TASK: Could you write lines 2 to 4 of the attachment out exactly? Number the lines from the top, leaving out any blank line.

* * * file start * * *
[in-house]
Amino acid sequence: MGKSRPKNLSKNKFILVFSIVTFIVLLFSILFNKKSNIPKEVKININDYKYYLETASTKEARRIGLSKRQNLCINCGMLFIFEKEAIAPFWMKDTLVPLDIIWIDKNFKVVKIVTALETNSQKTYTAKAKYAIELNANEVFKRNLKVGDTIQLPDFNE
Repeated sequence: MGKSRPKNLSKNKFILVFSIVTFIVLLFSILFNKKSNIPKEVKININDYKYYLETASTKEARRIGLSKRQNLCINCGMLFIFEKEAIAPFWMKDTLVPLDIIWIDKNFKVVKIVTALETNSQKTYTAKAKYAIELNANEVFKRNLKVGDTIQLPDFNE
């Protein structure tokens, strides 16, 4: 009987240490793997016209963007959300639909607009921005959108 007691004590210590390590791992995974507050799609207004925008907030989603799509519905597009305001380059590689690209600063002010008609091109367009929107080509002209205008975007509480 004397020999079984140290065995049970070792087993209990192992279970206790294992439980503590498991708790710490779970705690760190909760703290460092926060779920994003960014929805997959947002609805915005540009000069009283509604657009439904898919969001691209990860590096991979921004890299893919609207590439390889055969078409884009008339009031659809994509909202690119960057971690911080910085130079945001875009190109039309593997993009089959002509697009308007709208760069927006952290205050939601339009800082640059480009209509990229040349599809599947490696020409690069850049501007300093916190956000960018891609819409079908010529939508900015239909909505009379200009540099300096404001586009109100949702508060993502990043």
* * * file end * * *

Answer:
Amino acid sequence: MGKSRPKNLSKNKFILVFSIVTFIVLLFSILFNKKSNIPKEVKININDYKYYLETASTKEARRIGLSKRQNLCINCGMLFIFEKEAIAPFWMKDTLVPLDIIWIDKNFKVVKIVTALETNSQKTYTAKAKYAIELNANEVFKRNLKVGDTIQLPDFNE
Repeated sequence: MGKSRPKNLSKNKFILVFSIVTFIVLLFSILFNKKSNIPKEVKININDYKYYLETASTKEARRIGLSKRQNLCINCGMLFIFEKEAIAPFWMKDTLVPLDIIWIDKNFKVVKIVTALETNSQKTYTAKAKYAIELNANEVFKRNLKVGDTIQLPDFNE
């Protein structure tokens, strides 16, 4: 009987240490793997016209963007959300639909607009921005959108 007691004590210590390590791992995974507050799609207004925008907030989603799509519905597009305001380059590689690209600063002010008609091109367009929107080509002209205008975007509480 004397020999079984140290065995049970070792087993209990192992279970206790294992439980503590498991708790710490779970705690760190909760703290460092926060779920994003960014929805997959947002609805915005540009000069009283509604657009439904898919969001691209990860590096991979921004890299893919609207590439390889055969078409884009008339009031659809994509909202690119960057971690911080910085130079945001875009190109039309593997993009089959002509697009308007709208760069927006952290205050939601339009800082640059480009209509990229040349599809599947490696020409690069850049501007300093916190956000960018891609819409079908010529939508900015239909909505009379200009540099300096404001586009109100949702508060993502990043």